India, making all out efforts to seek the safe release of 53 sailors held by Somali pirates, Friday also tweaked its navy's rules of engagement against pirates in the Indian Ocean, widening the scope of its offensive operations but within the framework of international laws of the seas.
The Cabinet Committee on Security (CCS), which met here under the chairmanship of Prime Minister Manmohan Singh, approved a series of measures including legal, administrative and operation aspects of combating piracy.
"The Cabinet Committee on Security met today (Friday) and considered proposals with regard to conduct of anti-piracy operations in the Gulf of Aden and off the coast of Somalia," External Affairs Minister S.M. Krishna said in the Lok Sabha.
"The committee approved a series of measures which will be taken by the government of India to address the legal, administrative and operational aspects of combating piracy," he said in a statement.
"A broad policy framework covering all these aspects was approved. This would involve actions that would be taken in the medium- and long-term by the ministries of shipping, external affairs and defence," he added.
Among the decisions at the meeting include formulation of suitable standard operating procedures (SOPs) for the navy and for its coordination with other navies engaged in the anti-piracy operations.
"Formulation of suitable standard operating procedures for the Indian Navy and coordination of the Indian Navy's activities with the navies of friendly foreign countries in the Gulf of Aden" was among the decision of the CCS, Krishna said.
An inter-ministerial group headed by the cabinet secretary would be formed to act as an apex forum to monitor early release of Indian ships or crew or cargo hijacked by pirates from now on and this group would also consider welfare measures necessitated after the release of hijacked Indian nationals, he added.
The CCS also specifically considered the immediate situation arising out of 53 Indian sailors held hostage on five hijacked ships by pirates and resolved that the government would take all appropriate action to safeguard their welfare. "The committee expressed its sympathy with the families of the hostages," Krishna said.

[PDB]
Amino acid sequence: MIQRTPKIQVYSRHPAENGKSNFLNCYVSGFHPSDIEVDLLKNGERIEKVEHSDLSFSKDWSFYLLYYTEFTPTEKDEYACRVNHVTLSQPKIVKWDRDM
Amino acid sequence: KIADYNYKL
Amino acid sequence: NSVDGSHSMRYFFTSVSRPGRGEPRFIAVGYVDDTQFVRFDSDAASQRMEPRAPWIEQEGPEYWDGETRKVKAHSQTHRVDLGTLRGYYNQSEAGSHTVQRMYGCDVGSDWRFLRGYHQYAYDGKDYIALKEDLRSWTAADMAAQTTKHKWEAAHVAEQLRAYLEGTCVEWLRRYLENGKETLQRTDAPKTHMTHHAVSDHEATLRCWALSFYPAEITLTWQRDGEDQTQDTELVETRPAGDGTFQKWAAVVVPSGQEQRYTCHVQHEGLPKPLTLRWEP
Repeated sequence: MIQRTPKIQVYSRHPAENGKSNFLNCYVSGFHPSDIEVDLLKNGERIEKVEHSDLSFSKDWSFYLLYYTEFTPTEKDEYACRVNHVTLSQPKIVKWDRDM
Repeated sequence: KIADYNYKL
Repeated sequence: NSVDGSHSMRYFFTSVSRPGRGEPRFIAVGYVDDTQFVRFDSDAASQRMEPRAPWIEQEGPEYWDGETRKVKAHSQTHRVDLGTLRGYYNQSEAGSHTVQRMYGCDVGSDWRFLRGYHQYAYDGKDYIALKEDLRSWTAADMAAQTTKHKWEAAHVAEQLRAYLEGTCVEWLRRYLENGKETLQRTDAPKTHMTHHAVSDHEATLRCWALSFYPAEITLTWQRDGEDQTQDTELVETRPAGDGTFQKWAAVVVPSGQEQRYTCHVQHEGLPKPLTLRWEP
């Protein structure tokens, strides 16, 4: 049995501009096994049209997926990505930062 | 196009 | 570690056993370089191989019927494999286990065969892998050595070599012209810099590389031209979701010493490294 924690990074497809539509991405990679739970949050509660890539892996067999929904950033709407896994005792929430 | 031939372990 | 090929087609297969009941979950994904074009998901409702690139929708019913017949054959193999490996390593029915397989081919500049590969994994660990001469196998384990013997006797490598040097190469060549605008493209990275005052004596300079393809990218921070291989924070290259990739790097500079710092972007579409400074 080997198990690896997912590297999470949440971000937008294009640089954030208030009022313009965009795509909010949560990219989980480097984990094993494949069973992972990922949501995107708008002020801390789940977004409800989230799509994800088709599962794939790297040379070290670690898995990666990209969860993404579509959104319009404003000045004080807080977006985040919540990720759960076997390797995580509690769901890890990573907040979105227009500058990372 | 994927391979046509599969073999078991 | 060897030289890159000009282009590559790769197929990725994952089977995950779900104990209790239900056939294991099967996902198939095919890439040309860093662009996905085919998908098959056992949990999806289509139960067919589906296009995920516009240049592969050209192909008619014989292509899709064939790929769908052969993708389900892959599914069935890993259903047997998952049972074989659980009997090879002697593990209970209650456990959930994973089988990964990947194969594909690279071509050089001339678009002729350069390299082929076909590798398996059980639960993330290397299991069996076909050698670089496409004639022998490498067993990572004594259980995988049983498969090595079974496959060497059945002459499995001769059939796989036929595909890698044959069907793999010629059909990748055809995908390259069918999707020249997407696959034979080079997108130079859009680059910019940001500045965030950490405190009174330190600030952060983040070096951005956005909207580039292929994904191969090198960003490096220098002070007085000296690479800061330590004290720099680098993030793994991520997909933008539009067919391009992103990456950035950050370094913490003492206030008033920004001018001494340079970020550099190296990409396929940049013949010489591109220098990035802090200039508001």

Among the actions approved by the CCS are intensifying diplomatic efforts, both at the multilateral level and within the framework of the United Nations, through consultations with the governments of Egypt and the United Arab Emirates, where the owners of hijacked vessels reside, as well as with the governments of other nationalities, who are also being held as hostages, to ensure quicker negotiation to obtain the sailors' freedom.
Government officials said the CCS gave its nod to the measures that navy had put forth -- that it be provided powers to take all action with the framework of the United Nations Convention on the Laws of the Seas and in consonance with the best practices of other navies that are patrolling the Gulf of Aden and off Somali coast.
"The navy's action will be as per necessity and proportionality of the piracy situation it encounters while on patrol. Rules of Engagement for every possible situation during a pirate attack and hostage crises has been considered and operational options has given," the official, who did not want to be named, said.
Rules of Engagement are set of regulations and action proposed for the armed forces before they are sent into operations that may involve defensive and offensive actions against enemies.
The Indian navy has been on anti-piracy patrols along the Internationally Recommended Transit Corridor (IRTC) in the Gulf of Aden since November 2008 and the Arabian Sea off Lakshadweep since November 2010 and during these operations, Indian warships have sunk three mother ships of pirates, apprehended over 50 brigands and safely escorted over 1,500 cargo vessels, including 300 Indian-flagged.
With pirates now operating all over the Indian Ocean far away from the Somali coast, the navy will now get more involved in the anti-piracy efforts through out the region, as 90 percent of India's trade pass through the sea lanes here and is also vital for the nation's energy security that is so dependent on supplies from the Gulf countries.